There are three main political parties in Canada: the Conservative Party (Tories), the Liberal Party, and the New Democratic Party. There’s also the Bloc Quebecois and the Green Party. And a bunch more.

You can read the manifestos of each party to get a more in-depth explanation of their policies.

Political parties in each province vary significantly from the parties at the federal level.

The Liberal Party

The Liberals support a free market and free trade, but support using tax money to build social services and infrastructure. The Liberal Party supports a strong social safety net and human rights causes. They aim to balance what’s best for business and the public and strongly support immigration and multiculturalism.

The Liberal party was in power for 69 years of the 20th Century. They’re the centrist party and represent much of the business elite. They have been the majority party in Canada since 2015.

The Conservative Party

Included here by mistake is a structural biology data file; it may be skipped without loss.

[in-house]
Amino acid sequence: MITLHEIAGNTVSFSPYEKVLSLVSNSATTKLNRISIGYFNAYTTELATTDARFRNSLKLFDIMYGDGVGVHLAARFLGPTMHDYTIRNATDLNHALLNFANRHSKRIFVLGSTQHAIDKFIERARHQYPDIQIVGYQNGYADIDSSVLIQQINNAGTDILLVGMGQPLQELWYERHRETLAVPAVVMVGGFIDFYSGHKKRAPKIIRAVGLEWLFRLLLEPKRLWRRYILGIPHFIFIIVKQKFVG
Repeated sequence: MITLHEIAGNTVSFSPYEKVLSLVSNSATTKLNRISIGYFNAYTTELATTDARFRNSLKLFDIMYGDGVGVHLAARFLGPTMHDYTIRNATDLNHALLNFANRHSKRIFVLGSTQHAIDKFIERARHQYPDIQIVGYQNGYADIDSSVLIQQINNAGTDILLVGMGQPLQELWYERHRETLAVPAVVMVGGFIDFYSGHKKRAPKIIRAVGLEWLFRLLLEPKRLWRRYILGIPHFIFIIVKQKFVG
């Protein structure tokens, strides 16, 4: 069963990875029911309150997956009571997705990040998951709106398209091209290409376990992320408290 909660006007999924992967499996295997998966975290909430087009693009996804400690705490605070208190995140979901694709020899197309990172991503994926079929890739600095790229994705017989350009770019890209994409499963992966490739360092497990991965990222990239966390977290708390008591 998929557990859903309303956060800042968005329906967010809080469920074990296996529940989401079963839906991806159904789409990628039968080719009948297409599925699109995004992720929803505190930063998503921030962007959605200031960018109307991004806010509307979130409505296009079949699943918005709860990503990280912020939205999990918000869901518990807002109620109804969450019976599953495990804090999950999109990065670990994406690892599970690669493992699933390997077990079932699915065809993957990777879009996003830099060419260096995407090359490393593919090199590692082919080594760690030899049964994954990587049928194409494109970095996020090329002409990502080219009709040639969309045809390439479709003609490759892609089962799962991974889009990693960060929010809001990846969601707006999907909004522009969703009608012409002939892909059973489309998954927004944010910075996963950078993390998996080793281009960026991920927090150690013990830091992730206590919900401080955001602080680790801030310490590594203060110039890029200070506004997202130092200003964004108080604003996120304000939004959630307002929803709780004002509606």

The Conservative Party as we know it is relatively new, the result of a merger between the Progressive Conservatives and Reform Party in 2003. The Conservative Party supports small government, low taxes, gun rights, and a climate good for business and development. They also support more serious repercussions for crime. The Conservative Party is Canada’s official opposition party since 2015, when Stephen Harper’s government was voted out in favor or Justin Trudeau’s Liberal Party.

A Canadian conservative would seem pretty liberal to an American conservative.

New Democratic Party

The NDP supports democratic socialism. The NDP is out to protect the disadvantaged and the environment. They support increasing corporate taxes and nationalization of services and infrastructure. The NDP prioritizes rehabilitation of criminals over jail time.

Traditionally the party of farmers, today it is the party of unions. While the NDP isn’t a key player on its own, it works with the parties in power to pass legislation. They were the first to support bringing socialized medicine to Canada.

Bloc Quebecois

The BQ represents the Quebec separatist movement. They advocate specifically for Quebec’s interests.

Quebec holds a large amount of power. Prime ministers from Quebec served nearly continuously from 1968 to 2006, in both liberal and conservative governments. Politicians are expected to speak both English and French. At least 3 of the 9 supreme court judges must be from Quebec, since Quebec has its own system of law.

If that’s not enough Canadian politics for you, take a look at this fantastic guide to the Government of Canada and the Politics of Canada Portal on Wikipedia.